The use of language was fairly unsophisticated in many parts. The overuse of generic "reporters" and "bureaucrats" and their paper-thin characterizations got a bit tiresome. Overall I think there are better series (Black Jack Geary for one) out there.
I stumbled into this book almost my accident. I am a frequent Audible customer, but stick with history and novels primarily. I would not consider myself a "self-help" book kind of guy at all. But fortunately I went a bit off-script and bought this book. It was absolutely fascinating and probably the only way a guy like me could get energized about mindfulness.
Dan comes into mindfulness as a complete skeptic and novice and we learn right along with him about the myriad benefits to meditation. It is a fascinating ride. We also get a bonus insight into the workings of network news.
I have subsequently listened to Professor Siegel's Great Courses series on the scientific foundation of mindfulness and it is a great companion piece. But listen to this one first! It is funny, interesting, informative, and well worth your time.
I am convinced that Professor Siegel's approach is really the best way to be introduced to Mindfulness. He strikes an almost perfect balance of technical explanation, philosophical background, anecdotes from his practice, and actual meditation examples.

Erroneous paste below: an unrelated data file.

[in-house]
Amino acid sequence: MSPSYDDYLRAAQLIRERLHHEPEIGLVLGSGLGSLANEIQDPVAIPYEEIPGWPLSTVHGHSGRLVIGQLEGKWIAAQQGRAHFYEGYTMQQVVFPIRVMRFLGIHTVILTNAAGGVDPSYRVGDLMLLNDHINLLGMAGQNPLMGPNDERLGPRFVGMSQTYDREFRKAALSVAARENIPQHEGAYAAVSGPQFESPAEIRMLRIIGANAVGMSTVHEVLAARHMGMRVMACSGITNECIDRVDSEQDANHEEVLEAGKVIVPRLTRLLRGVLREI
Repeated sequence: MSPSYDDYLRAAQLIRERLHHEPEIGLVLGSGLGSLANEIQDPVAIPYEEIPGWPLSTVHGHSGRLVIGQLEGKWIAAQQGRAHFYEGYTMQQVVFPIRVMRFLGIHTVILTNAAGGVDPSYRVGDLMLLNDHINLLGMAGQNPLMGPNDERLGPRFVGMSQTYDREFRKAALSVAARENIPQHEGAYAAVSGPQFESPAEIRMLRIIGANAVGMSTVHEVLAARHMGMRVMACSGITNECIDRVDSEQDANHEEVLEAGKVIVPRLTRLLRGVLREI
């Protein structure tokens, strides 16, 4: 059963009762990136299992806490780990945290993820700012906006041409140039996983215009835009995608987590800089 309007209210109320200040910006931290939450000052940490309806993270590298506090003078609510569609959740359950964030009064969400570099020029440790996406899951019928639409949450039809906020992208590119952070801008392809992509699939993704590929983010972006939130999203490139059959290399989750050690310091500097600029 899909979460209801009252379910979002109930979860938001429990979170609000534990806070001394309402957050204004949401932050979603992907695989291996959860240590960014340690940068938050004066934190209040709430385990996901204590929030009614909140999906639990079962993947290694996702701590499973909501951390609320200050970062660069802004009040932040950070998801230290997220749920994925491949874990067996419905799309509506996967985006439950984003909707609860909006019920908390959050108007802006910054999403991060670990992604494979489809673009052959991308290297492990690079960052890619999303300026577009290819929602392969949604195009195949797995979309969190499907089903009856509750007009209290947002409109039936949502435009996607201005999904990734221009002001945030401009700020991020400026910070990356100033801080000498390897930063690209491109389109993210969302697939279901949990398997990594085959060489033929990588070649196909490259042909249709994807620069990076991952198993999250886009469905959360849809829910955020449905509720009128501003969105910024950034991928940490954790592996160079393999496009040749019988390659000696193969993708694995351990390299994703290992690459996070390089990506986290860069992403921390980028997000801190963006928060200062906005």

Frankly, the list of benefits coming from mindfulness is almost unbelievable. I say "almost" because each time Prof Siegel would discuss yet another benefit I would hear myself thinking "there is no way that is true" he would then discuss all the studies that have been done in that particular area that prove out its efficacy.
He is clearly an expert in his field, very enthusiastic, properly self-effacing, and an excellent presenter. There is some mediation practice in-line in the lectures, but there are also full-length meditations included at the end of the course. Since I mostly listen while driving I resisted the urge to practice during the lectures.
Frankly, after listening to the course, I think it would be very hard not to want to put it into practice yourself. I also recommend "10% Happier" by Dan Harris as an excellent companion book to this lecture series. Dan comes into mindfulness as a complete novice (and skeptic). Anything that can win over Dan and Prof Siegel has my vote.